HIV and COVID-19 vaccines
It is important to consider getting vaccinated if you have HIV. Many people with HIV have or are at an increased risk for developing the underlying conditions that increase their chances of severe disease if they become infected with the virus that causes COVID-19. These underlying conditions include high blood pressure, diabetes, high cholesterol levels, lung disease, and obesity.
Experts consider COVID-19 vaccines to be safe and effective for people with HIV. Clinical trials for all of the COVID-19 vaccines included a relatively small number of people with HIV, all of whom were taking ART and who were healthy and well. Studies are ongoing to determine if the vaccines work as well for people with HIV as they do for the general population. Because of changes to their immune systems, people living with HIV tend to have weaker immune responses to some vaccines, such as the influenza, hepatitis A and B, and human papillomavirus (HPV) vaccines. Past research also suggests that when people living with HIV are vaccinated against some diseases, their immune responses may not last as long as for others.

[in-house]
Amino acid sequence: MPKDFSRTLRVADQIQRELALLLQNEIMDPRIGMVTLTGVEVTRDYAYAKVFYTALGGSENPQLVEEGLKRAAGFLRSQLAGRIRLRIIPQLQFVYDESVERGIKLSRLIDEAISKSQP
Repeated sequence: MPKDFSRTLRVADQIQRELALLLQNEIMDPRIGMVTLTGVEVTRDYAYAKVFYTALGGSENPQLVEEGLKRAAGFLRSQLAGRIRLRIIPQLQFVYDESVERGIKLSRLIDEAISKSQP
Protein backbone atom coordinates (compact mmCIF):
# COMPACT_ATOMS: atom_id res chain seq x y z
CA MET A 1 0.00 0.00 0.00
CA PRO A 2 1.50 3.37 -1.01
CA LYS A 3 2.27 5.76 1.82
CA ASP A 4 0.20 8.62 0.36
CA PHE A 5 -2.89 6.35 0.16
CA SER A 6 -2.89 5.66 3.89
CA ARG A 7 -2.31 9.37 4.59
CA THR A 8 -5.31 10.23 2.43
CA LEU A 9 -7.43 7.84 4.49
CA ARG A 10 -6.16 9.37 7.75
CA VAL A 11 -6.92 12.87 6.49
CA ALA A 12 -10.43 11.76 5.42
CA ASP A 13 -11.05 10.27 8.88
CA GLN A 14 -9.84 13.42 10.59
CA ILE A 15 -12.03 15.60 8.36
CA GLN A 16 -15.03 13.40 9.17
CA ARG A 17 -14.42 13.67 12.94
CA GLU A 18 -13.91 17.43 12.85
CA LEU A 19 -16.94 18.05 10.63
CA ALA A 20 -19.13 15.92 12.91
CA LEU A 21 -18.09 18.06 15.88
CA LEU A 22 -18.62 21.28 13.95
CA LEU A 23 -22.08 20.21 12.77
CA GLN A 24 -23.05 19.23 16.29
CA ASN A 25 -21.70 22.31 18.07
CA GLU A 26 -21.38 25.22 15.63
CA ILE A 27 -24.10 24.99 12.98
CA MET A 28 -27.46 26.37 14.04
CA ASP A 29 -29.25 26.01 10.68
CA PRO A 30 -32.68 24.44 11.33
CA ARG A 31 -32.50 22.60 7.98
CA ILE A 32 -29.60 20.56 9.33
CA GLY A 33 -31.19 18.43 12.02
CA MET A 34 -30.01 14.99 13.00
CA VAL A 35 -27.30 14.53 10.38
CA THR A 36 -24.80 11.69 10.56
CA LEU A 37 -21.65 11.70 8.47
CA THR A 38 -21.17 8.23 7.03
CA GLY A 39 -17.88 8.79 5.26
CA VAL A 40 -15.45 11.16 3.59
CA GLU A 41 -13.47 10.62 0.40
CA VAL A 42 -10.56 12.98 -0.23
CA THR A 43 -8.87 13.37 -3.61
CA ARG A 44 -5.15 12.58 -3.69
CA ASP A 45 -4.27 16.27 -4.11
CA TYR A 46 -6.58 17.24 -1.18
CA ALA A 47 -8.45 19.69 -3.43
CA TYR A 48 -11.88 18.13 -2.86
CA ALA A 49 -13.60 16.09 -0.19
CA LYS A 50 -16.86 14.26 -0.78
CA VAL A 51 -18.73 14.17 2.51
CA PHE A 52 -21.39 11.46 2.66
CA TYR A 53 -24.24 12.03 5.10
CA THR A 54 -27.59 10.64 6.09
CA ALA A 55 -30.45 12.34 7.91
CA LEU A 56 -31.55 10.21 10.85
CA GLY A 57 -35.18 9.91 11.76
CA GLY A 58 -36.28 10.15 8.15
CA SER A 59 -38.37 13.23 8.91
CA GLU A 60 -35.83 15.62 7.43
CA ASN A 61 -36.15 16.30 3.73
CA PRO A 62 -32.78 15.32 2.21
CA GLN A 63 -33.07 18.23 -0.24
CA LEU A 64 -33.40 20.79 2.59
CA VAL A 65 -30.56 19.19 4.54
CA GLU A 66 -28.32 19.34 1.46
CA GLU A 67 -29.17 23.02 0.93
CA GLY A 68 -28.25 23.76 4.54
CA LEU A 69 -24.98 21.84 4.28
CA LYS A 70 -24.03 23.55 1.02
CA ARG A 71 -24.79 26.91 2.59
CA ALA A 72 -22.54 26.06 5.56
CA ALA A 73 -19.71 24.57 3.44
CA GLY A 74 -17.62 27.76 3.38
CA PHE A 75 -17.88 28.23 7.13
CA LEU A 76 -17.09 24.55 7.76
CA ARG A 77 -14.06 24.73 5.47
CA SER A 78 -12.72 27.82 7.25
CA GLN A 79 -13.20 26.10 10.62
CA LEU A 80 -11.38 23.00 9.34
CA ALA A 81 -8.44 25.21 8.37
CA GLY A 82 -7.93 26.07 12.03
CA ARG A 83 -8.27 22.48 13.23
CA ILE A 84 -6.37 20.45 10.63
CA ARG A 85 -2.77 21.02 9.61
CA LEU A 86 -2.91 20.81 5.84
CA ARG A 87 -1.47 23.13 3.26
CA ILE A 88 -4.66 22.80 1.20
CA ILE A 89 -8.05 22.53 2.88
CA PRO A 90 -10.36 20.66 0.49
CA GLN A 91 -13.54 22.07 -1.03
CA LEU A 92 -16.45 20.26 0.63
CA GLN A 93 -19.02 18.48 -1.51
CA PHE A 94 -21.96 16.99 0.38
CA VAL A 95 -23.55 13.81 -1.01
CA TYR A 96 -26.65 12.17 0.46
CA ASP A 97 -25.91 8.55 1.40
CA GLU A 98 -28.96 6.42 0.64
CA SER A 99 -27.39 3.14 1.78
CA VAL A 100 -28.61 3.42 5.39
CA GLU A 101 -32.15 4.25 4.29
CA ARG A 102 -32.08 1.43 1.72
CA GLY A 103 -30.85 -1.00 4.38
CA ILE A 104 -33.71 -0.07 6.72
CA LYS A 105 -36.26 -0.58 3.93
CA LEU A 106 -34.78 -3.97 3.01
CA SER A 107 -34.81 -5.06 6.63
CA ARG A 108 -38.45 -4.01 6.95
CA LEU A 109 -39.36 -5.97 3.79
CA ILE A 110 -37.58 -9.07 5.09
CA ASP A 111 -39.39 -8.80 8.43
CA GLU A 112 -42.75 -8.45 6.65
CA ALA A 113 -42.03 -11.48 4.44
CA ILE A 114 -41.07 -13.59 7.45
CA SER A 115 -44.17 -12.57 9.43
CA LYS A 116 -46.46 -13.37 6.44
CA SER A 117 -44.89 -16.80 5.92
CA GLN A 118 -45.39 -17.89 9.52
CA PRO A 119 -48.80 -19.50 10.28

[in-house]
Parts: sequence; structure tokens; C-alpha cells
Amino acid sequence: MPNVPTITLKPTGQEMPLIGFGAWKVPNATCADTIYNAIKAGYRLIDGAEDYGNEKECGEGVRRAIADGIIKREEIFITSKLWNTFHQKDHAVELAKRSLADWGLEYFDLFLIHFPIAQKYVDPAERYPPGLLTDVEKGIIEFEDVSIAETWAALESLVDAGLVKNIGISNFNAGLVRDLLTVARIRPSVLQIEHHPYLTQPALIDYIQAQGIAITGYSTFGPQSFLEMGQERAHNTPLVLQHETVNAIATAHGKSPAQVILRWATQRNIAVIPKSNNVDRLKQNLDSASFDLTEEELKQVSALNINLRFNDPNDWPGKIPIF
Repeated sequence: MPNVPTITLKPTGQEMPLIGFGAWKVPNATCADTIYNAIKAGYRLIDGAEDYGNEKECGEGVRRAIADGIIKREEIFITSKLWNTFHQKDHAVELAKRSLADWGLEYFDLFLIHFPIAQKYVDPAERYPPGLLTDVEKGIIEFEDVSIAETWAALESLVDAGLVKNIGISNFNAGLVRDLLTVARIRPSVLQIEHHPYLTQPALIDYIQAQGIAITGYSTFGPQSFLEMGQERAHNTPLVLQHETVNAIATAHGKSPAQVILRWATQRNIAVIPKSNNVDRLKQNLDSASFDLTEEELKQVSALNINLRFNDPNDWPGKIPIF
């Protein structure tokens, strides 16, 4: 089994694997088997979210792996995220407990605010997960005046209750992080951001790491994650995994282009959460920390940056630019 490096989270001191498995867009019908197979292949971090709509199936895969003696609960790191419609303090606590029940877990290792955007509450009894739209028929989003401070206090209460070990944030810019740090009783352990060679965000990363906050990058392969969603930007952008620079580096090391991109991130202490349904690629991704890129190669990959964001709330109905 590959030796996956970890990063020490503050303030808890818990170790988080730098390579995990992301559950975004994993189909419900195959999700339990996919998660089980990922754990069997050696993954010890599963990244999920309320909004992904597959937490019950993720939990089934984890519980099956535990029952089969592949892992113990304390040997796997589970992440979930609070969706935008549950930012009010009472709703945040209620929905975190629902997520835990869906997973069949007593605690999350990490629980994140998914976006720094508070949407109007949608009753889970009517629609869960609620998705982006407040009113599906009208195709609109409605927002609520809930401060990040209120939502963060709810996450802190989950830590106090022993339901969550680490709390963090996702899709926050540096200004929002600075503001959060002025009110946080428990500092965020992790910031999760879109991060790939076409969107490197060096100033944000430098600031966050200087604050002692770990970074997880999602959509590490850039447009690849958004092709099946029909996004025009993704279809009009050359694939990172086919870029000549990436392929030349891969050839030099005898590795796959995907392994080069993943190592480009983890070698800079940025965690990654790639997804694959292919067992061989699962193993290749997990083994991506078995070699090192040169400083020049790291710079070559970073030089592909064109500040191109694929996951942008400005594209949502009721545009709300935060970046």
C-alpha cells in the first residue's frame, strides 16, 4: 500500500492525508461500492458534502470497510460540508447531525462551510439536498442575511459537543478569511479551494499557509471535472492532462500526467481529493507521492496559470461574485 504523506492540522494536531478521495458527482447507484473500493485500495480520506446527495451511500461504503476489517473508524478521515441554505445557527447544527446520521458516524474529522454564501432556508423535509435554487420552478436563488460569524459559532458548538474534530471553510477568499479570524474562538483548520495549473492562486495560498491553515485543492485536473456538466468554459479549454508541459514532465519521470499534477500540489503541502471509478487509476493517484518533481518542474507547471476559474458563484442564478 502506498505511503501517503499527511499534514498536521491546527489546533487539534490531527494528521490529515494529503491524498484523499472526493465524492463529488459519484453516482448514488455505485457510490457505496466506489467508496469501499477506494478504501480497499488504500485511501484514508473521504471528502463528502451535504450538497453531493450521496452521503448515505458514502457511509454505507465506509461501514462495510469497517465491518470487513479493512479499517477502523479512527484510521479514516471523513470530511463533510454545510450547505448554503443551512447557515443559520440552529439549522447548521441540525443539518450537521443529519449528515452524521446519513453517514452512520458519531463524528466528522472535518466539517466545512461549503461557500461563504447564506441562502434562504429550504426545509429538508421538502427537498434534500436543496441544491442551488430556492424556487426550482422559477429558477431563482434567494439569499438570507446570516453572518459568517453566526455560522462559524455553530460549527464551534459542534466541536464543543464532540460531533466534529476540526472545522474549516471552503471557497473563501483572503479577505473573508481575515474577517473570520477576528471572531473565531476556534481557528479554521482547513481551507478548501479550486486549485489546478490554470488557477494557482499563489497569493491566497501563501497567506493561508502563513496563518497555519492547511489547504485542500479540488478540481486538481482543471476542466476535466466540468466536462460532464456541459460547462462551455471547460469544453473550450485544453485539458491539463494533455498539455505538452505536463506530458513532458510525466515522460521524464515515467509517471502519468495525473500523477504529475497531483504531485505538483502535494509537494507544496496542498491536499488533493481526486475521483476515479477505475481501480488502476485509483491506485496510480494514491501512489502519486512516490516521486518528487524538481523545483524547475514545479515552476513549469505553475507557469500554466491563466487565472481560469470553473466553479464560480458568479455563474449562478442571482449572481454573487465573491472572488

The COVID-19 vaccines are generally safe and effective in people living with HIV who are taking ART and who have an undetectable viral load. The data suggest that, for this group, COVID-19 vaccines are generally safe, with similar side effects, antibody responses, and duration of protection as in HIV-negative people. The effectiveness of these vaccines in preventing hospitalization and death related to COVID-19 is also similar between people with and without HIV.